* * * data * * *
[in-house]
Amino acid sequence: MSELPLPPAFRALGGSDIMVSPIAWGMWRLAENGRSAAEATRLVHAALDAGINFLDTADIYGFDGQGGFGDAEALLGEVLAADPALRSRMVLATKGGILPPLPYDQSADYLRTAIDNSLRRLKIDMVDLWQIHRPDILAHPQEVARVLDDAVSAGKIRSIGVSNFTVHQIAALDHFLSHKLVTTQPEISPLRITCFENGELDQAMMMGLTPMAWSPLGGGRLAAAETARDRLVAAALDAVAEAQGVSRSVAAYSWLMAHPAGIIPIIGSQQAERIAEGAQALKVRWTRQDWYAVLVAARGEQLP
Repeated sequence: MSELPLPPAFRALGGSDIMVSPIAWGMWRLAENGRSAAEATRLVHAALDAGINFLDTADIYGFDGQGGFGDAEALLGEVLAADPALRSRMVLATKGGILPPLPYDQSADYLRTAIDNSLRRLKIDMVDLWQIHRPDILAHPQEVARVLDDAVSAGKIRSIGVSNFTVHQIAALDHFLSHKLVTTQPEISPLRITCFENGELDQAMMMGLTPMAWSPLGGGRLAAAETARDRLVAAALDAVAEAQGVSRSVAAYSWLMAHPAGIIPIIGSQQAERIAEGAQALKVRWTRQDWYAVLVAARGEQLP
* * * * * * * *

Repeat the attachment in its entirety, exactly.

[in-house]
Amino acid sequence: MSELPLPPAFRALGGSDIMVSPIAWGMWRLAENGRSAAEATRLVHAALDAGINFLDTADIYGFDGQGGFGDAEALLGEVLAADPALRSRMVLATKGGILPPLPYDQSADYLRTAIDNSLRRLKIDMVDLWQIHRPDILAHPQEVARVLDDAVSAGKIRSIGVSNFTVHQIAALDHFLSHKLVTTQPEISPLRITCFENGELDQAMMMGLTPMAWSPLGGGRLAAAETARDRLVAAALDAVAEAQGVSRSVAAYSWLMAHPAGIIPIIGSQQAERIAEGAQALKVRWTRQDWYAVLVAARGEQLP
Repeated sequence: MSELPLPPAFRALGGSDIMVSPIAWGMWRLAENGRSAAEATRLVHAALDAGINFLDTADIYGFDGQGGFGDAEALLGEVLAADPALRSRMVLATKGGILPPLPYDQSADYLRTAIDNSLRRLKIDMVDLWQIHRPDILAHPQEVARVLDDAVSAGKIRSIGVSNFTVHQIAALDHFLSHKLVTTQPEISPLRITCFENGELDQAMMMGLTPMAWSPLGGGRLAAAETARDRLVAAALDAVAEAQGVSRSVAAYSWLMAHPAGIIPIIGSQQAERIAEGAQALKVRWTRQDWYAVLVAARGEQLP